3. Utilizing data visualization and analytics—As acceptable response times to incidents become increasingly shortened, it becomes even more critical for the Army to be able to locate and manage assets at a moment’s notice. While not as eye-popping as some other future technologies, achieving total asset visibility (TAV) is vital to helping prepare the Army’s future fighting force. TAV can be used to get ahead of traditional supply chains, where everything from nuts and bolts to tanks and troops can be proactively located, identified and maneuvered to help deliver solutions before crises arise. Such a setup also promotes military-wide joint operations where one branch borrows equipment from another rather than purchasing it for a short-term need.

4. Automating cybersecurity—The battlefields of the future are just as likely to be in cyberspace as they are on land. Implementing automation throughout the Army’s cybersecurity enterprise for the more mundane activities—through robotic process automation (RPA) and other intelligent automation processes—can free up cybersecurity experts to devote themselves to more critical work, resolving more complex issues as they arise. As protecting the cyber domain becomes more and more complex, the ability to successfully automate tools and techniques to help in this endeavor will help provide a significant tactical edge.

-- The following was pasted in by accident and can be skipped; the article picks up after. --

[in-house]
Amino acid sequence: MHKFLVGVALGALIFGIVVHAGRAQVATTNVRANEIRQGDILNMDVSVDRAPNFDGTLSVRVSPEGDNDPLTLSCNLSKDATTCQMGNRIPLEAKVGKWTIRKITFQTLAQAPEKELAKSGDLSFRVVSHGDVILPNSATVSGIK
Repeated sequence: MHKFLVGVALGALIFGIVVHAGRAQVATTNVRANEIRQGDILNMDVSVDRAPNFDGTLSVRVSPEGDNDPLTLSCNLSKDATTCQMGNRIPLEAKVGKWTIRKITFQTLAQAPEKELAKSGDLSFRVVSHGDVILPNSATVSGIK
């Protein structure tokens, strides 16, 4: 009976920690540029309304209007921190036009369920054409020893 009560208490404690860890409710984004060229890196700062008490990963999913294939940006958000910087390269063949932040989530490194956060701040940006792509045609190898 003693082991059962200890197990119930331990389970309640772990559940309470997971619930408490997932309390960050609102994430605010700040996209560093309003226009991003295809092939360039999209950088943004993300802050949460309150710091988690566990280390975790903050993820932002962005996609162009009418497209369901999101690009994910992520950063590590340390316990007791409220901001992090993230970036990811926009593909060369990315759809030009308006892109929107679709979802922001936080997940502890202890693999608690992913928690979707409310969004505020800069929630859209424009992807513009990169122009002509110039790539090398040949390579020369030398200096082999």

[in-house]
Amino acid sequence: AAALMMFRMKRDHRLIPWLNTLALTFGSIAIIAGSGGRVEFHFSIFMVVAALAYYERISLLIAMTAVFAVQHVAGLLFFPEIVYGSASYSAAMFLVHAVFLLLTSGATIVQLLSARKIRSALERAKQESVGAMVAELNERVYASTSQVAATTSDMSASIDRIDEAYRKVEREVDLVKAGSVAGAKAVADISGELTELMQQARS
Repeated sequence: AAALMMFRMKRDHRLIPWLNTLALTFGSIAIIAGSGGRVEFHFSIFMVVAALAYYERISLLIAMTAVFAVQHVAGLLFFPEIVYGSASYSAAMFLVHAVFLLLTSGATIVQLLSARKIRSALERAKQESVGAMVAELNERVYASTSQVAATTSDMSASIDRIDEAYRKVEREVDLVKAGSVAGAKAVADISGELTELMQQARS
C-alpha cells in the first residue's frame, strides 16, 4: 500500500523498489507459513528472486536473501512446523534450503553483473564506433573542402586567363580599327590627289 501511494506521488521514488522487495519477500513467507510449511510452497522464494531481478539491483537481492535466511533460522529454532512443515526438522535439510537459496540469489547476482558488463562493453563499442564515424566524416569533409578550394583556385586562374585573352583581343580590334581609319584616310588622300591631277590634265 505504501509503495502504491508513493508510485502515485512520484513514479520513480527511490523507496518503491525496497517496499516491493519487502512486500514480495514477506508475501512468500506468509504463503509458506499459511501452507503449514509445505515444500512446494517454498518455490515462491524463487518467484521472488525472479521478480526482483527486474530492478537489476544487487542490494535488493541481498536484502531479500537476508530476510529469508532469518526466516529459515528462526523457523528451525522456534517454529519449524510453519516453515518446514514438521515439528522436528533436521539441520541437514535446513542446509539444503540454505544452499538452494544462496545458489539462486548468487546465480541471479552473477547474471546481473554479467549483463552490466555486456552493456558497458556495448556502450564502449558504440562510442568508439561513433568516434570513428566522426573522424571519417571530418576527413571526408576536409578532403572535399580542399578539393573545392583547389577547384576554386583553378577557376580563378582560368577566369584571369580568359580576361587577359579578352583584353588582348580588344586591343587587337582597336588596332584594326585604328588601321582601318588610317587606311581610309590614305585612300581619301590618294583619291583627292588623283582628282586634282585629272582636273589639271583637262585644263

5. Centralizing the acquisition process—Before any of the technologies mentioned above can be put into use by the Army, they must first be purchased. Two years ago, the Army awarded CGI a contract to create and maintain the Army Contract Writing System (ACWS), an enterprise-wide solution designed to bring an enhanced user experience to thousands of the Army's acquisition professionals in over 300 locations worldwide. A transformational solution, ACWS consolidates and simplifies the Army’s end-to-end procurement system, providing it with acquisition and procurement agility and better insight into a highly complex process all so that capabilities can be put in the troops’ hands faster and more efficiently. Proper utilization of the system will play a key role in the delivery of services and solutions that define the Army’s fighting force of the future.

Each of these five future initiatives can coalesce to make the world’s premier fighting force even greater. And for each of these focus points, CGI Federal is ready to help. For the better part of the past three decades, we have supported the Army’s mission-critical objectives for transformation; an enduring partnership that has been built on operational readiness and process efficiency. We make sure to incorporate our domain expertise with advances in technology to leverage data insights and ensure the Army can continually adapt and transform the way it achieves its mission.

About this author

Dr. James Peake

James Peake

Senior Vice President

Dr. James Peake, M. D. , former Secretary of Veterans Affairs and Army Surgeon General, is a senior vice president at CGI Federal overseeing the company’s health care programs.